Making Your own Orgonite Generator

Crystal Blue MSCLArtFirst, a bit about What is Orgone?  And What is an Orgonite Generator?  Orgone energy is a hypothetical universal life force that was first known coined by a 1930’s scientist named Wilhelm Reich.  An Orgonite Generator is a homemade device using a container of inorganic and organic materials, that is designed to turn negative energy into positive uplifting energy, in general.  http://www.orgonite.info/what-is-orgonite.html.   Reich was experimenting with collecting different forms of energy to make positive generators.  In its final conception, developed by Reich’s student Charles Kelly after Reich, Orgone was conceived as the anti-entropic principle of the universe, a creative substratum in all of nature comparable to Mesmer’s animal magnetism. Orgone is regarded by the National Center for Complementary and Alternative Medicine as a type of “putative energy. There is no empirical support for the concept of orgone in medicine or the physical sciences, and research into the concept ceased with the end of the Institute.  www.orgonite.info  http://en.wikipedia.org/wiki/Orgone.  Though it is notable, however, that famous scientists such as Galileo, Hypathia, Tesla and  Pythagoras, but to name a few, were also refuted as having no empirical support – including all those who first claimed the Earth to be round and not flat!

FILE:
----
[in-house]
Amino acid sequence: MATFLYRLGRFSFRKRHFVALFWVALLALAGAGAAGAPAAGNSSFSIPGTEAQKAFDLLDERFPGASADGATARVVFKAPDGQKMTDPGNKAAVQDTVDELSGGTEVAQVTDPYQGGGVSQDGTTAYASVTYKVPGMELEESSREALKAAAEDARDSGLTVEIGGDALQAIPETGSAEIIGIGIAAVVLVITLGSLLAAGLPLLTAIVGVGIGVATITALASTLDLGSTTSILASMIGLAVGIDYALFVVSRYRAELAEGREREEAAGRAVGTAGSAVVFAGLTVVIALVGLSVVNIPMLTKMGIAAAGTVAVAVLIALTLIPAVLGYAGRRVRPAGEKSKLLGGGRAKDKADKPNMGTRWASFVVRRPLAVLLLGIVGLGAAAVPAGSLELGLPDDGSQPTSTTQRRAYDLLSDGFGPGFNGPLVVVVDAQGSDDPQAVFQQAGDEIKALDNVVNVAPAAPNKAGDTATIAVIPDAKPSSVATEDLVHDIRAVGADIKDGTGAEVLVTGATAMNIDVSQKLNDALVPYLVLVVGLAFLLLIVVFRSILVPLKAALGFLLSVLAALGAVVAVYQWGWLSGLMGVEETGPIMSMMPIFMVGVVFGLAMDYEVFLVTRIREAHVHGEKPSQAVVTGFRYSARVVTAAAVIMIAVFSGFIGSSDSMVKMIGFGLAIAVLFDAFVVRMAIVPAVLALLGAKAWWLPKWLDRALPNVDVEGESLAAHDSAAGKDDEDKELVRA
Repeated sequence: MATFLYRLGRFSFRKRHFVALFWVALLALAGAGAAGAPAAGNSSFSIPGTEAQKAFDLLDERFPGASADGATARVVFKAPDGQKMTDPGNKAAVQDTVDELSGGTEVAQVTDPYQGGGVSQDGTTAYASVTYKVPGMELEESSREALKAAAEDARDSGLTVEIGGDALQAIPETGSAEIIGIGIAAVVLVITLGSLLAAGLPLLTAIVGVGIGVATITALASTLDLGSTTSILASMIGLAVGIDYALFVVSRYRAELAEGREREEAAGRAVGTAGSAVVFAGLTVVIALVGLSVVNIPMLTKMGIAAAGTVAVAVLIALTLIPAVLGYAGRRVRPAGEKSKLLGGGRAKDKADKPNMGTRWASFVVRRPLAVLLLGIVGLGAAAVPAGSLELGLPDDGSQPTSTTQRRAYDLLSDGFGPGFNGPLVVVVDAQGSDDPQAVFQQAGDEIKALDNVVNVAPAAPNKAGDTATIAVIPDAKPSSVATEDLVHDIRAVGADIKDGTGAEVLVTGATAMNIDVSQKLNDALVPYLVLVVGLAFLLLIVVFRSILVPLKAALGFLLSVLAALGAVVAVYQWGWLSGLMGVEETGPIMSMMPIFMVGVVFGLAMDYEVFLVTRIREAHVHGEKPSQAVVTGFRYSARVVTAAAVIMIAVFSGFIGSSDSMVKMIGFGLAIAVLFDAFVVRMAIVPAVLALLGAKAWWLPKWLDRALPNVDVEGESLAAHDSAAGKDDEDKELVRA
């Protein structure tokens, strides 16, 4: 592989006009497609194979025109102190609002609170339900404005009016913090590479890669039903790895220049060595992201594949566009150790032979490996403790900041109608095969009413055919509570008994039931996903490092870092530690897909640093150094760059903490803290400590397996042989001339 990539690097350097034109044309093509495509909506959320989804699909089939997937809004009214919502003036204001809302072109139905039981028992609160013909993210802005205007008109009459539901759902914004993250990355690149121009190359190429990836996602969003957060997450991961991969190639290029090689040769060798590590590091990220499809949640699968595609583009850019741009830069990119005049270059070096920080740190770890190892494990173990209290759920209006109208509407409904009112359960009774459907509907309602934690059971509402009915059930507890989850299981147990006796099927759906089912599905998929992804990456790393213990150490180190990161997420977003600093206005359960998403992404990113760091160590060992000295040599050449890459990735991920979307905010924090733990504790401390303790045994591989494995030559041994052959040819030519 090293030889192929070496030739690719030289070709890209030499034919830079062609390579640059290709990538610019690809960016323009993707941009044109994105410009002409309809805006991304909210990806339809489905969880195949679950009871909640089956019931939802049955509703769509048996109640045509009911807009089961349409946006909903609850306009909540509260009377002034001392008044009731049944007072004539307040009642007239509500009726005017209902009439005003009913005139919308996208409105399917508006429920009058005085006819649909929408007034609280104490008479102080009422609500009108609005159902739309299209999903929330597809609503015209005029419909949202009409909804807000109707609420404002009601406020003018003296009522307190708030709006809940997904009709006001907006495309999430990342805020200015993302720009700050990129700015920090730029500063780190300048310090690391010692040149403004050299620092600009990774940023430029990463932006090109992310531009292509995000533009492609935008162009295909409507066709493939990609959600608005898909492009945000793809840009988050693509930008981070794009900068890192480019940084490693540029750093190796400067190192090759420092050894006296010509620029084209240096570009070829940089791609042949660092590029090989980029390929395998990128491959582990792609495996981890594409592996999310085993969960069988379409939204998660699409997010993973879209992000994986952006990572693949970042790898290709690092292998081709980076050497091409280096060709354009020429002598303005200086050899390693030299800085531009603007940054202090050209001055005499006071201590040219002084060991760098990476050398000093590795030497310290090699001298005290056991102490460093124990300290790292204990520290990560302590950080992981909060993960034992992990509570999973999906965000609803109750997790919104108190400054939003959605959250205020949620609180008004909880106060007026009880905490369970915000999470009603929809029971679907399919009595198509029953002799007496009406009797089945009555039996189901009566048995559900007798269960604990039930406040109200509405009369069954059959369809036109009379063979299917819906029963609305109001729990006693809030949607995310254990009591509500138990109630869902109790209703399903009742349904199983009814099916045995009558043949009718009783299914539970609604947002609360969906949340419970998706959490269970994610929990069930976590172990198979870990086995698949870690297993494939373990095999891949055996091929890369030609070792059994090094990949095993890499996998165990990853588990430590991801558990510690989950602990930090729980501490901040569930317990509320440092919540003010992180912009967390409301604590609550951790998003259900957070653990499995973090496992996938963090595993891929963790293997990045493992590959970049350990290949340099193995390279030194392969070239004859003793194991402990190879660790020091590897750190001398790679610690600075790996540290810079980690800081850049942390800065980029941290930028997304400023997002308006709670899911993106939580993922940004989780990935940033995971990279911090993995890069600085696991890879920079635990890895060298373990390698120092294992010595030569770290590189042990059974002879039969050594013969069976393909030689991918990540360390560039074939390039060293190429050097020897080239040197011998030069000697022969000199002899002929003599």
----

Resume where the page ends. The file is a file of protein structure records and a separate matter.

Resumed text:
Making your own Orgonite Muffins are Easy to Make at in-class or at home, Materials needed are:

Beezwax or EcoEpoxy Resin

Large Stir Spoon

Small crystals, even the smallest is great

2 kinds of scrap metals such as copper shavings (look around in your Mom and Dad’s garage or ask your teacher or local welder for some scraps)

a bit of paper and tape

Muffin Pan

For more instructions, visit here:  http://beeswax-orgone.com/make-an-orgone/; and here:  http://www.orgonite.info/how-to-make-orgonite-hhgs.html.